Her Beloved
Analysis

The key to all progress is the willingness to risk, to adventure into the unknown. A hero is the one who has the courage to encounter and embrace the life adventure which waits for her or him. This true hero is not foolish or reckless, but recognizes the critical moment, the time of trial which calls for a personal sacrifice to be made. In following this moment, the hero becomes that bit closer to the person she or he was made to be, fulfills part of her or his purpose, and returns with treasure to benefit the world.

Embarking on the journey not for glory or power, the hero is nonetheless rewarded: in engaging with conflict and pain the hero achieves a lasting joy. The heart opens in compassion and she or he learns that wonderful contentment that comes from following your path, expressing your vision, and doing what you most needed to do.

In the PBS series first televised in 1988, The Power of Myth, Joseph Campbell and Bill Moyers popularized the concept of life as the "hero's journey". Joseph Campbell suggested that you would know the critical moment - the invitation to your journey - by following your bliss, "if you do follow you bliss you put yourself on a kind of track that has been there all the while, waiting for you, and the life that you ought to be living is the one you are living."1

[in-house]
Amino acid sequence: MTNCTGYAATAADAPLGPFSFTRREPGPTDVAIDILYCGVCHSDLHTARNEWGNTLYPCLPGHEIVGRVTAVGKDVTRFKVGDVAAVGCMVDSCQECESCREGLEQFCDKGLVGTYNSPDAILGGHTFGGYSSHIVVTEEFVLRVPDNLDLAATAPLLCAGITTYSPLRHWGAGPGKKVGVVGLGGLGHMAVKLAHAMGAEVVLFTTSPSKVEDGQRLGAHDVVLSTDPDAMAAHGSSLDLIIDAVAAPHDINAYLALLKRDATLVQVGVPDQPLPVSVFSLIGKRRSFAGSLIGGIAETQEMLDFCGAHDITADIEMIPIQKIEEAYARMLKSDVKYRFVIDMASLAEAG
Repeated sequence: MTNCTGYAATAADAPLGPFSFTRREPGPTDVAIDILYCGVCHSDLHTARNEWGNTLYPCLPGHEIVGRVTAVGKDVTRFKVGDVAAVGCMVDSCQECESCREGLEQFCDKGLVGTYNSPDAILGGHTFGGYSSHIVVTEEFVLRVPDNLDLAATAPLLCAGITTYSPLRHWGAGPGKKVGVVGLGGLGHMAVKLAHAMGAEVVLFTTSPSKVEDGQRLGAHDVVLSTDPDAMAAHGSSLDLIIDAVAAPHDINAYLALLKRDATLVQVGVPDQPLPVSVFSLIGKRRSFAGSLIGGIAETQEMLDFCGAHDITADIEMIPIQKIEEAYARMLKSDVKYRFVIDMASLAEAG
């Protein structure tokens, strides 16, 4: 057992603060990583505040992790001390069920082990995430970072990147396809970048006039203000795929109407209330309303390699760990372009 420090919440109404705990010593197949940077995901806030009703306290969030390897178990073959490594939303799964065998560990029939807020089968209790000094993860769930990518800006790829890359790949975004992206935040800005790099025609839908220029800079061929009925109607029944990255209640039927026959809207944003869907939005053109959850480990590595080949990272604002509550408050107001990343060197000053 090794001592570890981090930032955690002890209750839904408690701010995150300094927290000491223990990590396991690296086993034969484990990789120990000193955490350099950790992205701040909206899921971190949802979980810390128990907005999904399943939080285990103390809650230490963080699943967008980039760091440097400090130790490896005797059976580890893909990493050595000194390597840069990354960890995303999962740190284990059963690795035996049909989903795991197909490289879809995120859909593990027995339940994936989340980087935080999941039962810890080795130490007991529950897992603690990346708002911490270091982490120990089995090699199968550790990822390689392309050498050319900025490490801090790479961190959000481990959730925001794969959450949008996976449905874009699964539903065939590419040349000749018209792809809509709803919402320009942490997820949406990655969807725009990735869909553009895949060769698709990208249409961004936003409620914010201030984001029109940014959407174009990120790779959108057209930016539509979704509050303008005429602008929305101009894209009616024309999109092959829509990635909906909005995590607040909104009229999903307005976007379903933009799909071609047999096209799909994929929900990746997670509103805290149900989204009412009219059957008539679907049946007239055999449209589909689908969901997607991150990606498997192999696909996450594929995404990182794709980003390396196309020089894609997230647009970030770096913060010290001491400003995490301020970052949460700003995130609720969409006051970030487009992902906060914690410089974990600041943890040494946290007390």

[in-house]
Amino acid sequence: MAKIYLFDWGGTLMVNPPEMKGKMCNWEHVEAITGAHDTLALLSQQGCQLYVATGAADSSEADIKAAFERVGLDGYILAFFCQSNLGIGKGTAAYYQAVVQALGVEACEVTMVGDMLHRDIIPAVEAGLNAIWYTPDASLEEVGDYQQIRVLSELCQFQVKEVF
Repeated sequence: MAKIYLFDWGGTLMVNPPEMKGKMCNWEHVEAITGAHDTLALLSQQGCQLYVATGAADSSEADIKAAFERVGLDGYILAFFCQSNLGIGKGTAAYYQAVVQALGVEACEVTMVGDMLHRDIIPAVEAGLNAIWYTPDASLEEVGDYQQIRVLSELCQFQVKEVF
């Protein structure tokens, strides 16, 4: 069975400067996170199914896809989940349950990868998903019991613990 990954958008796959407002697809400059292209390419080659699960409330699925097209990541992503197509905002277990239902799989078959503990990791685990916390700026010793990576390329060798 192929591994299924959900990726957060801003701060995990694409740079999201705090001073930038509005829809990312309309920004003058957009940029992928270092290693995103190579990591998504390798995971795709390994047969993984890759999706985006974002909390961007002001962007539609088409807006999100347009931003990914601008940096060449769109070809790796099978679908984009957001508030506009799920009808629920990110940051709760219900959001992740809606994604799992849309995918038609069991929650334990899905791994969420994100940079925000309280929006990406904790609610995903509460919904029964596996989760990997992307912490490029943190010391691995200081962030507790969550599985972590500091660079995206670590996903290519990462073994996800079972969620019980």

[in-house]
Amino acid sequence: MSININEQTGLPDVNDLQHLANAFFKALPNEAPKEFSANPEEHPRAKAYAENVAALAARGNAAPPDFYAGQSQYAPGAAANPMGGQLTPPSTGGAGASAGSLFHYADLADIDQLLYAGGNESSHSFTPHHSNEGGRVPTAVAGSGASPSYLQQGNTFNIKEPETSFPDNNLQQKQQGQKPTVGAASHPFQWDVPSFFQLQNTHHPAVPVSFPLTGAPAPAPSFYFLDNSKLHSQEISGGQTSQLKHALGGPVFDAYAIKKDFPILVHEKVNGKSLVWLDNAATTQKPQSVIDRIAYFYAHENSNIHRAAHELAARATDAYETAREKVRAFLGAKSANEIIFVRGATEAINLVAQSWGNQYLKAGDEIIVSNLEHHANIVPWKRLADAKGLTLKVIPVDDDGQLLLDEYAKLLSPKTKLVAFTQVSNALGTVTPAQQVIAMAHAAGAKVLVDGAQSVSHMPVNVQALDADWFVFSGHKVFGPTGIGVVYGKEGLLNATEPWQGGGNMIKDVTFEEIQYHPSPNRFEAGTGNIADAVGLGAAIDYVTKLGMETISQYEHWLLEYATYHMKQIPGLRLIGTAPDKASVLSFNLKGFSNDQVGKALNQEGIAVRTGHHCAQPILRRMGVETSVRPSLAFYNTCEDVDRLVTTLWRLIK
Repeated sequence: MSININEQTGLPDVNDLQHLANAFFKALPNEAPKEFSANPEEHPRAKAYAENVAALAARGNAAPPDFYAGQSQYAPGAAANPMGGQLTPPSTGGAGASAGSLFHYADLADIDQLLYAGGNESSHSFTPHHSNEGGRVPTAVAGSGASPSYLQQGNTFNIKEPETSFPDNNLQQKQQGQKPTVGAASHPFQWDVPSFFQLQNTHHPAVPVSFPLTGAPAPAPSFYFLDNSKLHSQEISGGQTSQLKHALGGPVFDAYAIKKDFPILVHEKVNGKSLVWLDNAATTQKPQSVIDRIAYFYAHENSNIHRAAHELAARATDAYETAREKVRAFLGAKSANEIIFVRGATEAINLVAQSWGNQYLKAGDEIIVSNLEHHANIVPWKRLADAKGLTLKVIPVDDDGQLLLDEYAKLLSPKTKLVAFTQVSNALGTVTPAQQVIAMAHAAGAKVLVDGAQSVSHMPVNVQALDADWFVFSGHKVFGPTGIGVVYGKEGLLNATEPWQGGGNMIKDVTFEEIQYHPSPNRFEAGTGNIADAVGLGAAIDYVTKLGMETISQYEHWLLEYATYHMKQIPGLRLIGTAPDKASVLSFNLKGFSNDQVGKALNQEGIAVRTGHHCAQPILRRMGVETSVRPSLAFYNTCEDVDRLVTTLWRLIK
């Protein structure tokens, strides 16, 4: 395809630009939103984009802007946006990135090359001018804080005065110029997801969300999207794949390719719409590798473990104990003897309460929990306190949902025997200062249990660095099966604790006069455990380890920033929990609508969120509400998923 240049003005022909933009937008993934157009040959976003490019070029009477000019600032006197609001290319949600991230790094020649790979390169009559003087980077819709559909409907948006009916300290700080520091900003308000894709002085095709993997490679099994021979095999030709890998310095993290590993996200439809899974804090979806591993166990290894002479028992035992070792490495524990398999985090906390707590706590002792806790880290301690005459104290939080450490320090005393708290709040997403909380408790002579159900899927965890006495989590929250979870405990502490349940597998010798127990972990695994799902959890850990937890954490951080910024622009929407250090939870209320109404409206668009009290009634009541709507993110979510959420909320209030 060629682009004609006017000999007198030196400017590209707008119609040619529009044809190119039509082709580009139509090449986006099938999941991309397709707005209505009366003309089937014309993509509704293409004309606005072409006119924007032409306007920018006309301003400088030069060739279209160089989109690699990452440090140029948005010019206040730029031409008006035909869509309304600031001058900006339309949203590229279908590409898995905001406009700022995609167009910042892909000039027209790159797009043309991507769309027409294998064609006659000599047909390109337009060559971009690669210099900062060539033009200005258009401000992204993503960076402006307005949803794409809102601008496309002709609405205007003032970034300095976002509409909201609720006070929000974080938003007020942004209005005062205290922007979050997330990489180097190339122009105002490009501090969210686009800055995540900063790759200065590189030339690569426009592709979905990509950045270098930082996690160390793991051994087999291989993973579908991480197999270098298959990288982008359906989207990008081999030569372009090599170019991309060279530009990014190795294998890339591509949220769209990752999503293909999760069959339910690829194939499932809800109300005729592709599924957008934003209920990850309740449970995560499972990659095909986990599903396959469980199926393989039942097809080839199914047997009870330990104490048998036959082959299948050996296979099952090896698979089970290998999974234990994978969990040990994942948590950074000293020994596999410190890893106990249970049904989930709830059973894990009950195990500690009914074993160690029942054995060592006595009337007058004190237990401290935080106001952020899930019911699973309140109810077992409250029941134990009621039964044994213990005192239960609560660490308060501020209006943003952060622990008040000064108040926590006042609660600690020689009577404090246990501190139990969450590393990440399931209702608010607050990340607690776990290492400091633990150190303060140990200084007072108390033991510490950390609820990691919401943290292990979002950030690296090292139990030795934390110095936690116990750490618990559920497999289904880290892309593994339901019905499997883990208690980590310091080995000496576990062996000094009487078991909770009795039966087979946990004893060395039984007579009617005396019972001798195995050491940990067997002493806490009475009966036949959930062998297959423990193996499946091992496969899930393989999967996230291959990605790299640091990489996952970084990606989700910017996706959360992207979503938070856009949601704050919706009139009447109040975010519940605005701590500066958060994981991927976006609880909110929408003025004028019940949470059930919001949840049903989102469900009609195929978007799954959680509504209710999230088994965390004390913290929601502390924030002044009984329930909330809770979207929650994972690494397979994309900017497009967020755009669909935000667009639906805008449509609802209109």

In part, Campbell built this vision of life on the work of Carl Jung, who also saw life as an encounter with the mythic. Jung warned that the invitation to one's essential journey, the process of individuation, might actually be felt in illness or pain:

"The actual process of individuation - the conscious coming-to-terms with one's own inner center (psychic nucleus) or Self - generally begins with a wounding of the personality and the suffering that accompanies it. This initial shock amounts to a sort of "call", although it is not often recognized as such."2

In The Inner Beloved I present one man's journey, my journey, towards individuation. As an authentic account and an analysis, I present adult themes with content which may be uncomfortable at times - I certainly find it so. But our journeys are generally not made for comfort and the discussion of this journey is not for everybody. You have been warned.

 

1. Joseph Campbell with Bill Moyers, The Power of Myth (New York: Broadway Books, 1988), p. 120.
2. Man and His Symbols, ed. Carl G. Jung et al (New York: Dell, 1964), p. 169.
The Inner Beloved ©2004 David J. Wilson
Updated September 25, 2004
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